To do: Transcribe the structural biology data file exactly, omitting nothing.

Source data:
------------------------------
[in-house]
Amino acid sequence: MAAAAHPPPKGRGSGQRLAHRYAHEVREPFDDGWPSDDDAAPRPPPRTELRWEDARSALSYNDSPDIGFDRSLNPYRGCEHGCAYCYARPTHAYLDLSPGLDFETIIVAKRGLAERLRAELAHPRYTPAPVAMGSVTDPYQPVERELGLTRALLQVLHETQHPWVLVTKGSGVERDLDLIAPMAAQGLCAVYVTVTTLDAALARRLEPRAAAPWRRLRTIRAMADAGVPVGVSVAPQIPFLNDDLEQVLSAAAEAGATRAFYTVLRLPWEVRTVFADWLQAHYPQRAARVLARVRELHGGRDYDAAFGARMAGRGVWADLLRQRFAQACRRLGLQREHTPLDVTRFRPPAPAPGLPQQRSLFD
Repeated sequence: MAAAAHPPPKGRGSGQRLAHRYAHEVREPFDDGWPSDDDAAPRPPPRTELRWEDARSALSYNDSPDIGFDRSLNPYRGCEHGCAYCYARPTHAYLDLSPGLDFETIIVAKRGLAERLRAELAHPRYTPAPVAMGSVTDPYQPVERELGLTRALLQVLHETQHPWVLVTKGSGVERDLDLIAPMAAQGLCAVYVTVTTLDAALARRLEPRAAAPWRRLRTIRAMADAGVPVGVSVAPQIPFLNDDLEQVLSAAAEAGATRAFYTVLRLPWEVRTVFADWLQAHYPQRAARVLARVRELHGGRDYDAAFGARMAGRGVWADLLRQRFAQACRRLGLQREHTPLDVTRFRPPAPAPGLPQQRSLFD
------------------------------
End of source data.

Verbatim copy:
[in-house]
Amino acid sequence: MAAAAHPPPKGRGSGQRLAHRYAHEVREPFDDGWPSDDDAAPRPPPRTELRWEDARSALSYNDSPDIGFDRSLNPYRGCEHGCAYCYARPTHAYLDLSPGLDFETIIVAKRGLAERLRAELAHPRYTPAPVAMGSVTDPYQPVERELGLTRALLQVLHETQHPWVLVTKGSGVERDLDLIAPMAAQGLCAVYVTVTTLDAALARRLEPRAAAPWRRLRTIRAMADAGVPVGVSVAPQIPFLNDDLEQVLSAAAEAGATRAFYTVLRLPWEVRTVFADWLQAHYPQRAARVLARVRELHGGRDYDAAFGARMAGRGVWADLLRQRFAQACRRLGLQREHTPLDVTRFRPPAPAPGLPQQRSLFD
Repeated sequence: MAAAAHPPPKGRGSGQRLAHRYAHEVREPFDDGWPSDDDAAPRPPPRTELRWEDARSALSYNDSPDIGFDRSLNPYRGCEHGCAYCYARPTHAYLDLSPGLDFETIIVAKRGLAERLRAELAHPRYTPAPVAMGSVTDPYQPVERELGLTRALLQVLHETQHPWVLVTKGSGVERDLDLIAPMAAQGLCAVYVTVTTLDAALARRLEPRAAAPWRRLRTIRAMADAGVPVGVSVAPQIPFLNDDLEQVLSAAAEAGATRAFYTVLRLPWEVRTVFADWLQAHYPQRAARVLARVRELHGGRDYDAAFGARMAGRGVWADLLRQRFAQACRRLGLQREHTPLDVTRFRPPAPAPGLPQQRSLFD